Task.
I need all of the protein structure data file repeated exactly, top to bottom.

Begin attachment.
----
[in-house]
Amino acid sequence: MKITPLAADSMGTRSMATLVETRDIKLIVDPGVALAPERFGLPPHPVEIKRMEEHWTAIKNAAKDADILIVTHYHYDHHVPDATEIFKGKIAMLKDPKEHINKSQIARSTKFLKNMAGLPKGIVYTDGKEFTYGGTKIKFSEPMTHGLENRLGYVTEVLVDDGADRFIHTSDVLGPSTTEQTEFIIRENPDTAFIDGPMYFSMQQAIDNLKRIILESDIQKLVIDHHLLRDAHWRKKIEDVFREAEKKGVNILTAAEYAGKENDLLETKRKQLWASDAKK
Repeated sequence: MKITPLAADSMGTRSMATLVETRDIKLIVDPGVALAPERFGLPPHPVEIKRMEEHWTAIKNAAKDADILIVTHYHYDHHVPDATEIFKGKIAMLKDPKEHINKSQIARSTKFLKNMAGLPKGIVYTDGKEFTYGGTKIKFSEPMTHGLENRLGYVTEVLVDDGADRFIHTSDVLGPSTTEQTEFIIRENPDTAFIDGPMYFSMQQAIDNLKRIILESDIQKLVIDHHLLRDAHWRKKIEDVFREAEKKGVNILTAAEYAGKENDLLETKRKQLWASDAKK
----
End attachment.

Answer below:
[in-house]
Amino acid sequence: MKITPLAADSMGTRSMATLVETRDIKLIVDPGVALAPERFGLPPHPVEIKRMEEHWTAIKNAAKDADILIVTHYHYDHHVPDATEIFKGKIAMLKDPKEHINKSQIARSTKFLKNMAGLPKGIVYTDGKEFTYGGTKIKFSEPMTHGLENRLGYVTEVLVDDGADRFIHTSDVLGPSTTEQTEFIIRENPDTAFIDGPMYFSMQQAIDNLKRIILESDIQKLVIDHHLLRDAHWRKKIEDVFREAEKKGVNILTAAEYAGKENDLLETKRKQLWASDAKK
Repeated sequence: MKITPLAADSMGTRSMATLVETRDIKLIVDPGVALAPERFGLPPHPVEIKRMEEHWTAIKNAAKDADILIVTHYHYDHHVPDATEIFKGKIAMLKDPKEHINKSQIARSTKFLKNMAGLPKGIVYTDGKEFTYGGTKIKFSEPMTHGLENRLGYVTEVLVDDGADRFIHTSDVLGPSTTEQTEFIIRENPDTAFIDGPMYFSMQQAIDNLKRIILESDIQKLVIDHHLLRDAHWRKKIEDVFREAEKKGVNILTAAEYAGKENDLLETKRKQLWASDAKK